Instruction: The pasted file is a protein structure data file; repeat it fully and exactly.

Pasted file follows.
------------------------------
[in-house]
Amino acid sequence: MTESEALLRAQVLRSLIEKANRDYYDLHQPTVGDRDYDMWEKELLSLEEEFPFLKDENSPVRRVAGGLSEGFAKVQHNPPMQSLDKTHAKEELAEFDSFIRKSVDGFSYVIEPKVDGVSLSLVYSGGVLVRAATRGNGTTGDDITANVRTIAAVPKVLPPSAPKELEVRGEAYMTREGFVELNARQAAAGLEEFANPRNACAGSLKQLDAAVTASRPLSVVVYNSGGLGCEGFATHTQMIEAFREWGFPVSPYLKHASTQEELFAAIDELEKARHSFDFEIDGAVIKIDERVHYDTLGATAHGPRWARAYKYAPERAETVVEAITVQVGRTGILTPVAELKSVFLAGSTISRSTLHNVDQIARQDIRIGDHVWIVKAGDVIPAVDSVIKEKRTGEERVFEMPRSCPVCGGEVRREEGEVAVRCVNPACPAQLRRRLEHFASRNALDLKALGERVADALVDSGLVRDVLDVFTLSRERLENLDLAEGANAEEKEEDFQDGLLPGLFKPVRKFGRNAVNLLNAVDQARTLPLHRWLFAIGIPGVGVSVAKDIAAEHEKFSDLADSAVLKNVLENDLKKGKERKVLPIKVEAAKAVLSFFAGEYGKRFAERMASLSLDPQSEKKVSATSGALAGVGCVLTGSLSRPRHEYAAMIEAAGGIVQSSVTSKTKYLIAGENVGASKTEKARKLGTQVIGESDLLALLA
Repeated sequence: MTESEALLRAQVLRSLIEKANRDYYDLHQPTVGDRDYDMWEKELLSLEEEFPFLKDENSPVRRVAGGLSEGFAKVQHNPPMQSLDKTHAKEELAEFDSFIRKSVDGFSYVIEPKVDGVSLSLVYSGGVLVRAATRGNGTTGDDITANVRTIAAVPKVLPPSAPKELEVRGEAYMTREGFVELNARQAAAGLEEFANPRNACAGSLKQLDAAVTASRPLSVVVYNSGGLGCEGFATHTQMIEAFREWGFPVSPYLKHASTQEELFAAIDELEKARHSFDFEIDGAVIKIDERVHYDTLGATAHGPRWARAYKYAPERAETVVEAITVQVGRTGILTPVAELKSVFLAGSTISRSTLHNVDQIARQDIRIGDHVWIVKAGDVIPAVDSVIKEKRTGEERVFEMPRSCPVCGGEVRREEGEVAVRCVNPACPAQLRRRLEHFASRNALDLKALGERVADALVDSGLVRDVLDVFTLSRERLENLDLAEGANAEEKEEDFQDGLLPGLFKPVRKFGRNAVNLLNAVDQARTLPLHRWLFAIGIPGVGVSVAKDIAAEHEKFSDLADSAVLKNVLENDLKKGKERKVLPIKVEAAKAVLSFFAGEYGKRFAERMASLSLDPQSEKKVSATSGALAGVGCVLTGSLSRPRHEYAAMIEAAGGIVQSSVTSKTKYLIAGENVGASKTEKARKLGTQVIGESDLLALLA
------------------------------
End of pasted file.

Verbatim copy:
[in-house]
Amino acid sequence: MTESEALLRAQVLRSLIEKANRDYYDLHQPTVGDRDYDMWEKELLSLEEEFPFLKDENSPVRRVAGGLSEGFAKVQHNPPMQSLDKTHAKEELAEFDSFIRKSVDGFSYVIEPKVDGVSLSLVYSGGVLVRAATRGNGTTGDDITANVRTIAAVPKVLPPSAPKELEVRGEAYMTREGFVELNARQAAAGLEEFANPRNACAGSLKQLDAAVTASRPLSVVVYNSGGLGCEGFATHTQMIEAFREWGFPVSPYLKHASTQEELFAAIDELEKARHSFDFEIDGAVIKIDERVHYDTLGATAHGPRWARAYKYAPERAETVVEAITVQVGRTGILTPVAELKSVFLAGSTISRSTLHNVDQIARQDIRIGDHVWIVKAGDVIPAVDSVIKEKRTGEERVFEMPRSCPVCGGEVRREEGEVAVRCVNPACPAQLRRRLEHFASRNALDLKALGERVADALVDSGLVRDVLDVFTLSRERLENLDLAEGANAEEKEEDFQDGLLPGLFKPVRKFGRNAVNLLNAVDQARTLPLHRWLFAIGIPGVGVSVAKDIAAEHEKFSDLADSAVLKNVLENDLKKGKERKVLPIKVEAAKAVLSFFAGEYGKRFAERMASLSLDPQSEKKVSATSGALAGVGCVLTGSLSRPRHEYAAMIEAAGGIVQSSVTSKTKYLIAGENVGASKTEKARKLGTQVIGESDLLALLA
Repeated sequence: MTESEALLRAQVLRSLIEKANRDYYDLHQPTVGDRDYDMWEKELLSLEEEFPFLKDENSPVRRVAGGLSEGFAKVQHNPPMQSLDKTHAKEELAEFDSFIRKSVDGFSYVIEPKVDGVSLSLVYSGGVLVRAATRGNGTTGDDITANVRTIAAVPKVLPPSAPKELEVRGEAYMTREGFVELNARQAAAGLEEFANPRNACAGSLKQLDAAVTASRPLSVVVYNSGGLGCEGFATHTQMIEAFREWGFPVSPYLKHASTQEELFAAIDELEKARHSFDFEIDGAVIKIDERVHYDTLGATAHGPRWARAYKYAPERAETVVEAITVQVGRTGILTPVAELKSVFLAGSTISRSTLHNVDQIARQDIRIGDHVWIVKAGDVIPAVDSVIKEKRTGEERVFEMPRSCPVCGGEVRREEGEVAVRCVNPACPAQLRRRLEHFASRNALDLKALGERVADALVDSGLVRDVLDVFTLSRERLENLDLAEGANAEEKEEDFQDGLLPGLFKPVRKFGRNAVNLLNAVDQARTLPLHRWLFAIGIPGVGVSVAKDIAAEHEKFSDLADSAVLKNVLENDLKKGKERKVLPIKVEAAKAVLSFFAGEYGKRFAERMASLSLDPQSEKKVSATSGALAGVGCVLTGSLSRPRHEYAAMIEAAGGIVQSSVTSKTKYLIAGENVGASKTEKARKLGTQVIGESDLLALLA